Rare Disease Day: What Is It and Why Does It Matter?

By Nicole Choy

Every year, on the last day of February, patients and families all over the world celebrate Rare Disease Day.

What is a rare disease?

What defines a rare disease varies by country, but in the United States, the NIH defines a rare disease as a disease that affects fewer than 1 out of 200,000 individuals. And while it may seem that the impact of rare disease is small, it is estimated that approximately 30 million people are living with a rare disease within the U.S. alone, and more than half of those individuals affected by rare disease are infants or children. That is approximately 1 in 10 Americans, according to the National Organization for Rare Disease (NORD). There are approximately 7,000 rare diseases, and individuals living with a rare disease are often misdiagnosed or go undiagnosed.

What is the purpose of Rare Disease Day?

Organized by EURORDIS: Rare Disease Europe, Rare Disease Day’s main purpose is to promote awareness and education for the public. It “also seeks to raise awareness amongst policy makers, public authorities, industry representatives, researchers, health professionals and anyone who has a genuine interest in rare diseases.” With 7,000 known rare diseases, many of which are not being researched at this time, and many more diseases yet to be diagnosed, promoting awareness is the first step in working towards more effective management, treatments, and even cures for the millions of individuals whose lives are impacted by rare disease every day.

Each year, Rare Disease Day has a theme, and the theme for Rare Disease Day 2019 is “Bridging health and social care.” Patients with rare diseases and their caregivers experience daily challenges. In addition to doctors appointments and visits with specialists, management of their disease may require the use of special equipment or social and community support. All of this can take a toll, significantly reducing the amount of time that can be dedicated to other things, such as work or leisure time. A Europe-wide survey completed by EURORDIS concluded that management of a rare disease poses significant challenges to daily life, some which can affect the mental and emotional health of individuals living with the rare disease. The focus for this year’s Rare Disease Day is to open the discussion on how physicians, healthcare providers, social and community support organizations, and policy makers can work to ease the burden on those whose lives are impacted by a rare disease.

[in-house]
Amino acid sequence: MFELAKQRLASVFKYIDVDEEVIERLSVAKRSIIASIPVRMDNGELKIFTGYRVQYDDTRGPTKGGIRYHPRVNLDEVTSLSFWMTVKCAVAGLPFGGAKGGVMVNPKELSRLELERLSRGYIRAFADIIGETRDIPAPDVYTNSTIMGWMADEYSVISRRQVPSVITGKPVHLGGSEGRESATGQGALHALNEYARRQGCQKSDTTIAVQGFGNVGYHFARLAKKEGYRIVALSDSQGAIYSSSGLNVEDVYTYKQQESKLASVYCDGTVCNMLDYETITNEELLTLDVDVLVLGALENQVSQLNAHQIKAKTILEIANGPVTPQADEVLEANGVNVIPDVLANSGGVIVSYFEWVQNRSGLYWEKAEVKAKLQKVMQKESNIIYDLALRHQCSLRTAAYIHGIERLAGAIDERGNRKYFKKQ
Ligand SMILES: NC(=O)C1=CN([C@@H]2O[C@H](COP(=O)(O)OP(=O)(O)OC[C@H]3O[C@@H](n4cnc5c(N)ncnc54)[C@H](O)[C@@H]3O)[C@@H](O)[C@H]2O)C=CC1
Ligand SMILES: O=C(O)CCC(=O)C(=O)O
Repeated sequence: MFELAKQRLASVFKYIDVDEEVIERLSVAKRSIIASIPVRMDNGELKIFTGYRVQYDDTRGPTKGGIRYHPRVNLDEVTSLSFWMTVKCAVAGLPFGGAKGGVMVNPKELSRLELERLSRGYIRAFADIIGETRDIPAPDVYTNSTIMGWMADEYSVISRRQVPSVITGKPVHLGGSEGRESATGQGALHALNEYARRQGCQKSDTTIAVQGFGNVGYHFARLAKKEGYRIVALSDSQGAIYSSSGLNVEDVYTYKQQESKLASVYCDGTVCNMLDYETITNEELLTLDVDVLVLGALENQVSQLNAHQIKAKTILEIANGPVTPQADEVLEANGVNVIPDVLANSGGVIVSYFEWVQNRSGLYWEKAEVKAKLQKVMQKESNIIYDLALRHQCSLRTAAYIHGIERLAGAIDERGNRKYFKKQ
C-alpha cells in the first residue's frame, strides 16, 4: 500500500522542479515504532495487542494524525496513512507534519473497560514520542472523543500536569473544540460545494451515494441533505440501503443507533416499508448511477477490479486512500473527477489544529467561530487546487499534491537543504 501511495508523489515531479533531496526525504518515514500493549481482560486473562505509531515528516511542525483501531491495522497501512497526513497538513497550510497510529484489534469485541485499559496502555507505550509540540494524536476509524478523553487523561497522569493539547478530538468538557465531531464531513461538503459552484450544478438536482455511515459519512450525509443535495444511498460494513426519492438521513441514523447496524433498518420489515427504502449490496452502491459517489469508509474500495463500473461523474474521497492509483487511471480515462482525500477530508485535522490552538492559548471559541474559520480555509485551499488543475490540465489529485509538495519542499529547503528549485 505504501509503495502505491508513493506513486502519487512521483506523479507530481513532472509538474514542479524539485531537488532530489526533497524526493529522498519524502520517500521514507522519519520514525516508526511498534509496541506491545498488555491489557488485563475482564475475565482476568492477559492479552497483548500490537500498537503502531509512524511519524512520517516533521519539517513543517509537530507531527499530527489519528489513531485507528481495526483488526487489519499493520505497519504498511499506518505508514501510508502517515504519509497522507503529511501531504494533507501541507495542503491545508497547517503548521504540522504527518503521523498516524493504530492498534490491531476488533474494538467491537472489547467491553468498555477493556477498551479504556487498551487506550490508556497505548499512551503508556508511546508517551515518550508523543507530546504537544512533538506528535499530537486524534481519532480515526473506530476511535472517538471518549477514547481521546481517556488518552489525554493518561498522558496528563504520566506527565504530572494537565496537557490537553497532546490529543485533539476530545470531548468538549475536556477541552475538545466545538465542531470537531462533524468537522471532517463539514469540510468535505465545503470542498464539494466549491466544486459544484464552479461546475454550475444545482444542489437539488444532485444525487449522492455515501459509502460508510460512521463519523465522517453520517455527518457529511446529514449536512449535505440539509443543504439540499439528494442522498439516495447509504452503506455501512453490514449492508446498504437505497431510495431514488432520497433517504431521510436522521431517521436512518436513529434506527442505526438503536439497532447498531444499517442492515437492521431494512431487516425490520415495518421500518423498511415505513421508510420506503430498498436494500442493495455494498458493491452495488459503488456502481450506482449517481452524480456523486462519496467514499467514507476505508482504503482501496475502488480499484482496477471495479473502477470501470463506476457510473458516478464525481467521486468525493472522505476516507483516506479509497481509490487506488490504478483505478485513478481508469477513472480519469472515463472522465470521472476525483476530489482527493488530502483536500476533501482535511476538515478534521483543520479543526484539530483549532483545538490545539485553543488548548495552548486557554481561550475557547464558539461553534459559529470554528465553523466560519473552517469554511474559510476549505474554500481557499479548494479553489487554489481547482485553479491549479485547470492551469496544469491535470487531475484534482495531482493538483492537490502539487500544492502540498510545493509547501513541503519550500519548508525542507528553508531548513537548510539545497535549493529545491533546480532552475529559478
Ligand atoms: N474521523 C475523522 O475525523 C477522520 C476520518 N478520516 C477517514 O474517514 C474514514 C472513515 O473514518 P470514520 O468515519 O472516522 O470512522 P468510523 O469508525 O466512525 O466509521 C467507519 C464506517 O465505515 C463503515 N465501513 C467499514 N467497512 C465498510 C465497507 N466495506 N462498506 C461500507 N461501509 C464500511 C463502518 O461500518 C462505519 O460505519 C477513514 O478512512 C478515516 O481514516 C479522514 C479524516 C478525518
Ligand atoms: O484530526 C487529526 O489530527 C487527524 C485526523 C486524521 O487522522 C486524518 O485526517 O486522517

How can I get involved?

The best way to get involved in Rare Disease Day 2019 is through education! After all, the purpose of Rare Disease Day is to promote awareness and education about the millions of people worldwide who are living with a rare disease. Organizations like the National Organization for Rare Disorders (NORD) and Global Genes are dedicated to connecting individuals within the rare disease community, and educating the general public about rare disease. Both organizations have useful resources for people to learn more about rare diseases and how they impact the lives of individuals living with them, and their families or caregivers.

If you’re interested in hearing first-hand accounts about how rare disease impacts the lives of those who live with rare disease or their caregivers, check out these podcast episodes from Patient Stories by Grey Genetics:

If you or someone you know is living with a rare disease, or if you just want to support and spread awareness about rare disease, you can get involved in promoting awareness for Rare Disease Day by participating in the official #ShowYourStripes social media campaign! Or you can participate in a Rare Disease Day event happening near you! To see a list of events, check out NORD’s list of Rare Disease Day events happening in the US.

For patients:

  • If you or someone in your family is living with a rare disease and you are curious about how this may impact you or your family, consider meeting with a genetic counselor. You can schedule a telehealth cancer genetic counseling appointment online here.
  • Do you have a story to share related to rare disease and genetic testing? Check out our Patient Stories podcast. We would love to interview you and share your story.

For healthcare providers:

  • If your patient is showing multiple signs or symptoms that are not commonly seen together, consider referring them a genetic counselor!
  • If your patient is showing signs or symptoms at a young age that you commonly see only in older individuals, consider referring them to a genetic counselor!
  • Pay attention to a patient’s family history, but keep in mind that often an individual with a rare disease may not have any related family history. Consider referring them to a genetic counselor!

Looking for more support for your practice to keep up with all the rapid changes in genetics? Check out Grey Genetics’ support packages to find the option that works best for your practice.

Do you meet genetic testing criteria for hereditary breast cancer risk?